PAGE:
Result: Affirmed.

Reasons: The proverbial “put up or shut up” litigation moment,  summary judgment is a drastic means of disposing of a lawsuit.  The party moving for summary judgment has the initial burden of production and ultimate burden of persuasion.  A defendant moving for summary judgment can satisfy its burden of production either by (1) showing that some element of plaintiff’s cause of action must be resolved in defendant’s favor or (2) by demonstrating that plaintiff cannot produce evidence necessary to support plaintiff’s cause of action.  Once the defendant meets its burden of production, the burden shifts to the plaintiff who must then present a factual basis that arguably entitles it to a favorable judgment.

Under Illinois law, a consumer fraud plaintiff must prove damages and a tortious interference plaintiff must show that it lost specific customers as a result of a defendant’s purposeful interference.

Here, since the plaintiff failed to offer any evidence of lost customers stemming from the insurer’s acts, it failed to offer enough damages evidence to survive summary judgment on either its consumer fraud or tortious interference claims.

The court also affirmed the trial court’s barring the plaintiff’s damages expert.

In Illinois, expert testimony is admissible if the offered expert is qualified by knowledge, skill, training, or education and the testimony will assist the judge or jury in understanding the evidence.

Expert testimony is proper only where the subject matter is so arcane that only a person with skill or experience in a given area is able to form an opinion. However, “basic math” is common knowledge and does not require expert testimony. 

Illinois Evidence Rules 702 and 703 codify the expert witness admissibility standards.  Rule 702 provides that if “scientific, technical, or other specialized knowledge will assist the trier of fact to understand the evidence or to determine a fact in issue, a witness qualified as an expert by knowledge, skill, experience, training, or education, may testify thereto in the form of an opinion or otherwise.”

Rule 703 states that an expert’s opinion may be based on data perceived by or made known to the expert at or before the hearing. If the data is of a type reasonably relied upon by experts in a particular field, the underlying data supplied to the expert doesn’t have to be admissible in evidence.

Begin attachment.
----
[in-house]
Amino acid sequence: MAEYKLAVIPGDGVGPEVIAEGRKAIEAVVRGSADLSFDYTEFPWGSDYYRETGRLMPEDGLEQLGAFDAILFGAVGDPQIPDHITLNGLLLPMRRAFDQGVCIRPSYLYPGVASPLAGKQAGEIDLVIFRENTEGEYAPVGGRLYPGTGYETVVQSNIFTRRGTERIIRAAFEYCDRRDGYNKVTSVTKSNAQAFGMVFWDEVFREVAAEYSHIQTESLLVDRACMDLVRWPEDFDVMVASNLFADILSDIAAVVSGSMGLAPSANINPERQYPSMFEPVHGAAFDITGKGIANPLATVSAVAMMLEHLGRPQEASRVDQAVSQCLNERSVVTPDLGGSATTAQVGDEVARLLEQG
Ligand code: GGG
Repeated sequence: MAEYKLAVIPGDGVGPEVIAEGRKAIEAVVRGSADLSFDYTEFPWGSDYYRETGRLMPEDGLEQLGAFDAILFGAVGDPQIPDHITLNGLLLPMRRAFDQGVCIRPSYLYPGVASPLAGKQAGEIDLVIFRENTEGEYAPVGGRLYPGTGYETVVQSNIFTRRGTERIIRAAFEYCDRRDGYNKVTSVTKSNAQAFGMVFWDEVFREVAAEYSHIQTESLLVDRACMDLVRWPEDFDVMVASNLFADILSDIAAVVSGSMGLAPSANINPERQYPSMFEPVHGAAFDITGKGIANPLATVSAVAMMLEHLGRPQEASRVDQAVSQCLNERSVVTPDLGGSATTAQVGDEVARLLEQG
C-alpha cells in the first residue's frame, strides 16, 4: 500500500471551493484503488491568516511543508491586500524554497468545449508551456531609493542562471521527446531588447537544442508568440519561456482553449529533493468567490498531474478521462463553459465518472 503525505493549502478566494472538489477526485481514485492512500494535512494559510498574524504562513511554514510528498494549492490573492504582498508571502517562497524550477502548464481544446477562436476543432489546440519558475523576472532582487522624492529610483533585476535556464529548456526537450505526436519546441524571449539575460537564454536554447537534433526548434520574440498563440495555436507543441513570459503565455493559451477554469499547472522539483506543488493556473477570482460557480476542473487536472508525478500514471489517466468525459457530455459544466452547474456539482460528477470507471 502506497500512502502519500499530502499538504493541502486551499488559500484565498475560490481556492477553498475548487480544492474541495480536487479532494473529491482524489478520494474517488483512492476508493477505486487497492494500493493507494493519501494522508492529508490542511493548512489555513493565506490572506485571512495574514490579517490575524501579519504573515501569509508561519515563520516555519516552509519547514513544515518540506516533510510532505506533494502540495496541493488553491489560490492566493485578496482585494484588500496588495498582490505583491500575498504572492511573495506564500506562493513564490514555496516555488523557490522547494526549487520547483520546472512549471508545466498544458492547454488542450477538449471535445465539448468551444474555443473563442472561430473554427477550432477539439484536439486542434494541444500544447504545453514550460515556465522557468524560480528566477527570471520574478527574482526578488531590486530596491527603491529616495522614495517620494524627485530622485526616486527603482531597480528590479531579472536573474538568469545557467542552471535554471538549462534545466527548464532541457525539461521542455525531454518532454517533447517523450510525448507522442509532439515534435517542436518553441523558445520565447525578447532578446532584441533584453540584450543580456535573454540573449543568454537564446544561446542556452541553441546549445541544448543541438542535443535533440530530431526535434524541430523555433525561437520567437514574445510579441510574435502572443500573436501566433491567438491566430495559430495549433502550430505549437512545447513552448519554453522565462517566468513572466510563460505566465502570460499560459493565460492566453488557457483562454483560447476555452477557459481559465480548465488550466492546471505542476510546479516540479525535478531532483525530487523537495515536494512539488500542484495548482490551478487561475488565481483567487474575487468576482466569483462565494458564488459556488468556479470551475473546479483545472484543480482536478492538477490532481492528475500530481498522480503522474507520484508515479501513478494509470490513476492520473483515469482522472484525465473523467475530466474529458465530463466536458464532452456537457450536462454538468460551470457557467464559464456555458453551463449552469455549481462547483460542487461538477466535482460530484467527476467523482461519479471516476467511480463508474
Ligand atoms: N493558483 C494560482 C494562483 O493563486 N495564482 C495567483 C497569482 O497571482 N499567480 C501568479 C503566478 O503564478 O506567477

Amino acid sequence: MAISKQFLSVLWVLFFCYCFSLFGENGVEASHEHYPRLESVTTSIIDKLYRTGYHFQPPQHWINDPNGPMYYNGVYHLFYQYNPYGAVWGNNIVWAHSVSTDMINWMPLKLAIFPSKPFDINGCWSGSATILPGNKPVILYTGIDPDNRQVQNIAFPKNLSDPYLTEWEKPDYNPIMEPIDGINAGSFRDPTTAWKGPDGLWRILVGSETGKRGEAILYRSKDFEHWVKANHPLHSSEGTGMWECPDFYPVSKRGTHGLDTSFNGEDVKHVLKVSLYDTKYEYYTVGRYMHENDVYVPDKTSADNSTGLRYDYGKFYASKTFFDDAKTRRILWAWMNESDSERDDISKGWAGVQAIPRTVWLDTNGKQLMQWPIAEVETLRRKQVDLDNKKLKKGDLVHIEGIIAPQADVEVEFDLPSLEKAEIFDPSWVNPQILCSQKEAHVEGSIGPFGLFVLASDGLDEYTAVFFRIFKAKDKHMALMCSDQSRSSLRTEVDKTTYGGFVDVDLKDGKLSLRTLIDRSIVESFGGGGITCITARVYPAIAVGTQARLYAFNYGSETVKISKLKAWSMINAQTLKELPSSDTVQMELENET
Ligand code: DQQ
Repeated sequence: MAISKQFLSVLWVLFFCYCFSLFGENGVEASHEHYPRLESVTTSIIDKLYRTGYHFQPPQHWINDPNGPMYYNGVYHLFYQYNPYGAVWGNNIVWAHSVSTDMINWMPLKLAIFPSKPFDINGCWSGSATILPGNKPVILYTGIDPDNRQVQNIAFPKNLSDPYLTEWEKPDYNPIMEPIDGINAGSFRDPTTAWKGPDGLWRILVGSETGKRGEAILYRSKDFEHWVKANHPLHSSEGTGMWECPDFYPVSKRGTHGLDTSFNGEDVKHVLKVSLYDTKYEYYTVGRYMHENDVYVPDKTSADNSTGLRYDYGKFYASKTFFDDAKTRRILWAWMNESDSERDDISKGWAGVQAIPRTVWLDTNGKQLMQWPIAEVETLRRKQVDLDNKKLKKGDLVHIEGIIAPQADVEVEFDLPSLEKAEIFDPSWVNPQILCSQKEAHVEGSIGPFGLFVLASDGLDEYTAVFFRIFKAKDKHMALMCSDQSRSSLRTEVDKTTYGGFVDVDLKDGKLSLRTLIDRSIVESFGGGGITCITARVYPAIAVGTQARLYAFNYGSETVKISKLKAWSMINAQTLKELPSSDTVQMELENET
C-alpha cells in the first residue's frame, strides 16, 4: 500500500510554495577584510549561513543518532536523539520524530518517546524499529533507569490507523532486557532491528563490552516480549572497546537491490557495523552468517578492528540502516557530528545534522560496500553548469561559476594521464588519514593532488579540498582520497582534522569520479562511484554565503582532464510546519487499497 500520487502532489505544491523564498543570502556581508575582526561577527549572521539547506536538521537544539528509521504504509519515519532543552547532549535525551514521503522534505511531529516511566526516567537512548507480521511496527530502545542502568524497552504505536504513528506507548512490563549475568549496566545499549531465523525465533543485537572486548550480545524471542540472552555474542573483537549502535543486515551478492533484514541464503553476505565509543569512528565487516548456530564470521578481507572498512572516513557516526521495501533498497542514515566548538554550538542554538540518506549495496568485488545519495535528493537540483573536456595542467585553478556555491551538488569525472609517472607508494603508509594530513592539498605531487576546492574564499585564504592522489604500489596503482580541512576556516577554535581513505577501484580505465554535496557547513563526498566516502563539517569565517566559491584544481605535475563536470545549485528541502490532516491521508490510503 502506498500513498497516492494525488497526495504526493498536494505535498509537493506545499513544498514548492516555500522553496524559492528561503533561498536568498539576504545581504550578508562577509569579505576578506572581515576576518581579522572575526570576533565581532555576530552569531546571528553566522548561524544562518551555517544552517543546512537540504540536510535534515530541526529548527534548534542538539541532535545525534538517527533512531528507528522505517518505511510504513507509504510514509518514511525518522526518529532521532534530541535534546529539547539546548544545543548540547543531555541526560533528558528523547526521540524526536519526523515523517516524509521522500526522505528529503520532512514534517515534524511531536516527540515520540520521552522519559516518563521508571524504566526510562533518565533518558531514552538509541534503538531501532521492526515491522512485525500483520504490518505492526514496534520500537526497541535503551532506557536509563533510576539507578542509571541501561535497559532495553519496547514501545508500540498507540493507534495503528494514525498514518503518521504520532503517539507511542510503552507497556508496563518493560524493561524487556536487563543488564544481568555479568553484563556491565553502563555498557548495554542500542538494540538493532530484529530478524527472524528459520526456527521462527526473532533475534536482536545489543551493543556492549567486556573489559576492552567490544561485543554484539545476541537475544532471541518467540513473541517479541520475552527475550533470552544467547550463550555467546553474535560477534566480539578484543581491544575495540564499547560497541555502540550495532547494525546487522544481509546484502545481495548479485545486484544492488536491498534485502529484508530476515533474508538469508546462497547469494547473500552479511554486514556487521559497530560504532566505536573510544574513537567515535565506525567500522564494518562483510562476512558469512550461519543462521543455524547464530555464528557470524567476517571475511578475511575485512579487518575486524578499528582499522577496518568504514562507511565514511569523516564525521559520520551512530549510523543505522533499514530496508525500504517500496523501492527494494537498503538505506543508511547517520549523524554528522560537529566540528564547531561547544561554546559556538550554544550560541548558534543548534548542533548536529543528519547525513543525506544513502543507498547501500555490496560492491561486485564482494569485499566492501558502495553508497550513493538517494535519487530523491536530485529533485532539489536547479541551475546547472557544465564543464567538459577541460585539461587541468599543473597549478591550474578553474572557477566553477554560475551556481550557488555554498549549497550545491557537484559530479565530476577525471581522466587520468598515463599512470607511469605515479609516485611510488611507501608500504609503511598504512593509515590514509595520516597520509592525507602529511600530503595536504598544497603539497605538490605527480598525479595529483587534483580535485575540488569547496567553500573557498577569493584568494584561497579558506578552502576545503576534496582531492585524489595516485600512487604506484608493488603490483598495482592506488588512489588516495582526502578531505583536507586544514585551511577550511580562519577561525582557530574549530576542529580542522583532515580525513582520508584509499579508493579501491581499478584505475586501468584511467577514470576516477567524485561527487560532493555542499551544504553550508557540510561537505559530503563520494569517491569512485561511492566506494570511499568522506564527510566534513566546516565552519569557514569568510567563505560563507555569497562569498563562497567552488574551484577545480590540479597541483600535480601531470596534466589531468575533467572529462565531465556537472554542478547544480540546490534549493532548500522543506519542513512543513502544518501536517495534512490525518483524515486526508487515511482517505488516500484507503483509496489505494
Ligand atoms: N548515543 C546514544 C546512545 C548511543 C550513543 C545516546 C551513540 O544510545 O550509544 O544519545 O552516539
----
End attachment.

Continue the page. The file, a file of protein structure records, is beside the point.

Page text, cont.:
Here, the plaintiff’s expert merely compared plaintiff’s loss of business from year to year and opined that the defendant’s conduct caused the drop in business.  Rejecting this testimony, the court noted that anyone, not just an expert, can calculate a plaintiff’s annual lost revenues.  Moreover, the plaintiff’s expert failed to account for other factors (i.e. demographic shifts, competing shops in the area, etc.) that may have contributed to plaintiff’s business losses.  As a result, the appeals court found the trial court properly barred plaintiff’s damages expert. (¶¶ 32-33)

Afterwords:

The case underscores the proposition that a tortious interference plaintiff must demonstrate a specific customer(s) stopped doing business with a plaintiff as a direct result of a defendant’s purposeful conduct.  A consumer fraud plaintiff also must prove actual damages resulting from a defendant’s deceptive act.

Another case lesson is that a trial court has wide discretion to allow or refuse expert testimony.  Expert testimony is not needed or allowed for simple math calculations.  If all a damages expert is going to do is compare a company’s earnings from one year to the next, the court will likely strike the expert’s testimony as unnecessary to assist the judge or jury in deciding a case.